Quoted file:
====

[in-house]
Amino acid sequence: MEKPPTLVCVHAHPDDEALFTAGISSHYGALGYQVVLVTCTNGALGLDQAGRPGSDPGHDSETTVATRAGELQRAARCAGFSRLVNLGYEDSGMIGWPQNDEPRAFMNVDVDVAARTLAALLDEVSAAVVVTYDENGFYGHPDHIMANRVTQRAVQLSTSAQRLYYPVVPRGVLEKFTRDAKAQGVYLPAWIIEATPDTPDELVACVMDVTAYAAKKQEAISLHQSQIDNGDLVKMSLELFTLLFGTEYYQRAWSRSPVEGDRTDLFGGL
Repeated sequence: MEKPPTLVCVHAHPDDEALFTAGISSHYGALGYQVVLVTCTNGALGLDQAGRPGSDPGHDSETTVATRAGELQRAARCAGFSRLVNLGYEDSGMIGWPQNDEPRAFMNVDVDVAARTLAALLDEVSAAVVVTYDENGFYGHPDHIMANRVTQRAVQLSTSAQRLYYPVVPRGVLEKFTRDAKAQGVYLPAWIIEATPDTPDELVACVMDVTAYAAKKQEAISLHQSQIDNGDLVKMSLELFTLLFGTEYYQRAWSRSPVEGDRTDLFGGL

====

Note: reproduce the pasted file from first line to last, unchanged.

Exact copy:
[in-house]
Amino acid sequence: MEKPPTLVCVHAHPDDEALFTAGISSHYGALGYQVVLVTCTNGALGLDQAGRPGSDPGHDSETTVATRAGELQRAARCAGFSRLVNLGYEDSGMIGWPQNDEPRAFMNVDVDVAARTLAALLDEVSAAVVVTYDENGFYGHPDHIMANRVTQRAVQLSTSAQRLYYPVVPRGVLEKFTRDAKAQGVYLPAWIIEATPDTPDELVACVMDVTAYAAKKQEAISLHQSQIDNGDLVKMSLELFTLLFGTEYYQRAWSRSPVEGDRTDLFGGL
Repeated sequence: MEKPPTLVCVHAHPDDEALFTAGISSHYGALGYQVVLVTCTNGALGLDQAGRPGSDPGHDSETTVATRAGELQRAARCAGFSRLVNLGYEDSGMIGWPQNDEPRAFMNVDVDVAARTLAALLDEVSAAVVVTYDENGFYGHPDHIMANRVTQRAVQLSTSAQRLYYPVVPRGVLEKFTRDAKAQGVYLPAWIIEATPDTPDELVACVMDVTAYAAKKQEAISLHQSQIDNGDLVKMSLELFTLLFGTEYYQRAWSRSPVEGDRTDLFGGL